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Racecar Engineering

Racecar Engineering September 2018

Racecar Engineering is the world’s leading technology publication for the motorsport industry. From aerodynamics to engines and from handling theory to manufacturing practice, Racecar Engineering is read by motorsport’s top professionals. Only Racecar Engineering brings this insight every month.

Country:
United Kingdom
Language:
English
Publisher:
Chelsea Magazine
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12 Issues

in this issue

5 min.
the fan zone

Being on the working side of the track, one gets used to the rhythms of the race. The early start, arriving at least two hours before any session, then settling down to the familiar routines. The day passing in the bowels of the pits, if you are the main event, or tucked away in the backwaters of the support race paddock. But one tends to forget the spectators, who not only brave the traffic jams and queues to get to the track, but probably leave their homes much earlier than the circus members and then pay to get into the circuit. There might be a psychological name for their peculiar derangement, for surely no one in his right mind would do it. Formula 1 events or major iconic races bring their…

5 min.
recovery position

McLaren and Williams are in dire trouble, and this shouldn’t please anybody who genuinely recognises the value to the sport of their names and achievements, and the dedication and loyalty of their employees. This is not just sentiment, there’s little room for it in F1, but fans identify with certain teams. Losing them may also lose some of the interest and support that is essential if Liberty’s plans to expand race coverage in areas including social media are to be realised. All sports need recognised star names to attract followers who will know that they are engaging with the best in their chosen sphere. It is immensely hard when down and being kicked to pick oneself up. It is difficult to step back from the inevitable daily fire-fighting to really assess…

13 min.
indy 900

It was originally planned that the 2.2-litre engines would run for just four years, but they are now in year seven and the manufacturers felt it was time to change IndyCar has laid out the path that will take it through the next eight years, with new engines due in 2021 leading to an increase in horsepower to 900bhp, and a new chassis due in 2022, but perhaps mostly with the hope that a third engine manufacturer will take a shine to these new regulations and join Honda and Chevrolet in the US series. The step-up in horsepower will come via more boost and an increase in engine capacity, from 2.2 litres to 2.4, and the series will stay away from intercooling systems while also maintaining the ban on technology such as…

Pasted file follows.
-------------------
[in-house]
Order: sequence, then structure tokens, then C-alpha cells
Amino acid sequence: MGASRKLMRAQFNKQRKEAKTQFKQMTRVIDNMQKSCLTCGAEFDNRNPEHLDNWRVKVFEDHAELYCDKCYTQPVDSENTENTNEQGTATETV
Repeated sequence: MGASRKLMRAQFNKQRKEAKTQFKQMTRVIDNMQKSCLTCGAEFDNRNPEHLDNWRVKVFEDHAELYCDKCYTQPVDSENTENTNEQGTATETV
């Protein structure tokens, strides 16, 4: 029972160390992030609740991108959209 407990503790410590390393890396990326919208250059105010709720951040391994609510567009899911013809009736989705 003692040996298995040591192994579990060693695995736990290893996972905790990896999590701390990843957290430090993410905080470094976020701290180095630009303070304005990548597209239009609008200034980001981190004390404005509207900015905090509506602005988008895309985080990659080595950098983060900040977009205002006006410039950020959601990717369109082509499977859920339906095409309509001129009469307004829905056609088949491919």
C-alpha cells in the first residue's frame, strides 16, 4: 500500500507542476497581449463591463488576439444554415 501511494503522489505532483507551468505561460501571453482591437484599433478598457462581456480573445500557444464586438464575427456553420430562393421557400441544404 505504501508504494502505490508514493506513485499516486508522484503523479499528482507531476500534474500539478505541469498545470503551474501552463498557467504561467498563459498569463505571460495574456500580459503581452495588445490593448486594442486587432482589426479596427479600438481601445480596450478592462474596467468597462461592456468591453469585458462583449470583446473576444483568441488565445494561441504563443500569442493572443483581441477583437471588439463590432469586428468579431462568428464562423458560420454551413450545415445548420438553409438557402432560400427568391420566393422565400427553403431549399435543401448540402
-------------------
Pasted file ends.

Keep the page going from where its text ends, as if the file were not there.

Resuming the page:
1 min.
change of kit

This year the 17-round IndyCar series visits 10 road and street tracks and six ovals One of the things that has always set IndyCar apart from European style racing on the one hand and NASCAR on the other is its embracing of a mix of different circuits; from full-on super speedways such as Indianapolis to short ovals like Iowa, and classic road courses such as Road America to street circuits like St Petersburg. This year the 17-round series visits 10 road and street tracks and six ovals and it is a challenge to make a car, or in this case a set of body kits, that will suit all of these. It was a challenge that’s been met this year with the UAK18 kits. Track specific The UAK18 has three different configurations, according…

12 min.
super hero

‘In Japan there is a different spirit, a bit more of a pure racing approach, and so we tried to keep this in mind when designing this new car’ It has been five years since the premier single seater category in Japan, Super Formula, last introduced a new car. But the long wait is now nearly over and in July the new design from Dallara hit the Fuji circuit in Japan for the first time and the plan is to deliver cars at the tail end of 2018, in time for testing for its debut season in 2019. The targets for the SF19 was that it should be up to two seconds faster than the previous model while facilitating overtaking, therefore providing spectators with more entertainment. With this in mind the car…

1 min.
racecar says

From the outset this concept has been focussed on exactly what is needed to produce a successful single-seat racecar, and early indications are that this has worked. Primarily due to the speed at Suzuka, comparisons with Formula 1 are bound to be drawn ahead of the publication of the new F1 aero regulations. The chassis and front wing are spec in Japan, which is a shame as variety and opportunity for young designers is on the wane. However, the concept of the new Super Formula car does raise possibilities for the architects of the new Formula 1 regulations. Let’s hope they look east before they rubber stamp them, then ……